"We see gaps in illiquid areas or distressed names," says one valuation head. "However, we have so many data sources that if they are missing from one area we can usually find a price from a different source."
Data quality, granularity, transparency, coverage, the price of the service and ease of use were all cited as important factors when IPV teams select their primary pricing sources, according to the survey. One respondent commented that his institution's process focused on 'minimal valuation uncertainty and maximum transparency' around the assumptions or prices used.
"When we do our IPV process, we also look at the uncertainty within the IPV process," he explains. "If we are given an independent price, we have to look at how happy we are with that independent price. The best independent prices are those that are closest to the executable price, where the prices are reflective of trading levels."
Meanwhile, attitudes to data vendors' services appear fairly positive, based on survey responses. The majority of respondents were satisfied with the vendors' approach/methodology in collecting and aggregating CDS pricing, with just a small number requiring more transparency. The majority of respondents were also happy with the quality and presentation of data provided by vendors, with a minority seeking further clarity or clarification to vendors' data.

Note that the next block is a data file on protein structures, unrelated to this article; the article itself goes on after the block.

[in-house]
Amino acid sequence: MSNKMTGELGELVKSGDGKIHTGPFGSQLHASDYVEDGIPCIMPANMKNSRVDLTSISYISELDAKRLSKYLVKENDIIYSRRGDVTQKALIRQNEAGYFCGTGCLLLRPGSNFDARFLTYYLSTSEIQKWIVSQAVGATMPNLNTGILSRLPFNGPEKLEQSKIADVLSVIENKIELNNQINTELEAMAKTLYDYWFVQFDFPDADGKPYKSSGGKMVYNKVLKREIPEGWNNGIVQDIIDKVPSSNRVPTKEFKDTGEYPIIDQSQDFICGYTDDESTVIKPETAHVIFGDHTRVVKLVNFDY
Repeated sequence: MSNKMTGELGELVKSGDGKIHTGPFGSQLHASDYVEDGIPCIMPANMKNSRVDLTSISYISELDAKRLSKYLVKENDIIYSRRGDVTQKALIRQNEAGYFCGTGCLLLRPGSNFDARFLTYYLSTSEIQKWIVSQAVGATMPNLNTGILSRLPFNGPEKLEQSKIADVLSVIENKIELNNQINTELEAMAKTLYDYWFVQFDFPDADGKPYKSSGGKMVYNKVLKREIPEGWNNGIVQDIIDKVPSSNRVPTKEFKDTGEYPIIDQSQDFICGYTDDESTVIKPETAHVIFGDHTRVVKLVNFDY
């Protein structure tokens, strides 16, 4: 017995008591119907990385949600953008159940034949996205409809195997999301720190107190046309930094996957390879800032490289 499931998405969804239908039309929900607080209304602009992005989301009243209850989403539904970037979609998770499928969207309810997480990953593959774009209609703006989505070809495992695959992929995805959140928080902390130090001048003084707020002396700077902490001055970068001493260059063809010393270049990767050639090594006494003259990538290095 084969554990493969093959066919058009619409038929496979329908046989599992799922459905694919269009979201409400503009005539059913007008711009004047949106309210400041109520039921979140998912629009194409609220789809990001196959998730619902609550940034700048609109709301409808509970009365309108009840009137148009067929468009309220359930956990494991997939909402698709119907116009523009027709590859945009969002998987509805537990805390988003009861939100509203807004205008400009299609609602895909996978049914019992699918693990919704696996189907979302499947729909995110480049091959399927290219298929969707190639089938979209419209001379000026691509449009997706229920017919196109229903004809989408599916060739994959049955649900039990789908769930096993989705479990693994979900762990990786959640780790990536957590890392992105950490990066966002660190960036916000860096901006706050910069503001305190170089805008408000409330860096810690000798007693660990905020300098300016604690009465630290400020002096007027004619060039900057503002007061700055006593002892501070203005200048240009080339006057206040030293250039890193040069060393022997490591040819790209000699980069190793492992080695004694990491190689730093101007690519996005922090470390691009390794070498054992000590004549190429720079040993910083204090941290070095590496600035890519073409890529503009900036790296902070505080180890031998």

Among suggestions for improvement was a request for better interfaces, a need for a standardised automated format for emails or delivery method, and for standard deviation data to be used in prudential valuation calculations. "Vendors have been making a lot of progress to deal with the prudent valuations directive and the whole space is in flux as to what people want from their data providers on that front," comments one UK IPV head. "But generally speaking, I don't need any more data."
The financial crisis and ensuing regulatory changes have, inevitably, had an impact on IPV teams and their processes. For example, one respondent noted that their IPV department did not formally exist before the crisis, while another commented that organisational changes had resulted in a more influential role for the IPV team within their firm.
"In the past, it used to come down to who was more thick-skinned - the traders or the IPV team," comments one IPV head. "But due to organisational changes, the P&L, product control and risk sections are now working together. While the trader does have some input into the valuations process, it is now our say at the end of the day."
Audit - both internal and external - is also impacting pricing and validation processes. Survey respondents indicated that auditors request clarification on pricing of certain securities and demand transparency in both generating IPV data and the process by which it is reached. In several cases, respondents commented that auditors may challenge their data vendor choice.
For a question-by-question analysis of responses to the SCI/Fitch Solutions 2014 CDS IPV Survey, download the full PDF. SCI interviewed over 25 IPV and valuation heads from financial institutions in Europe, the US and Asia.-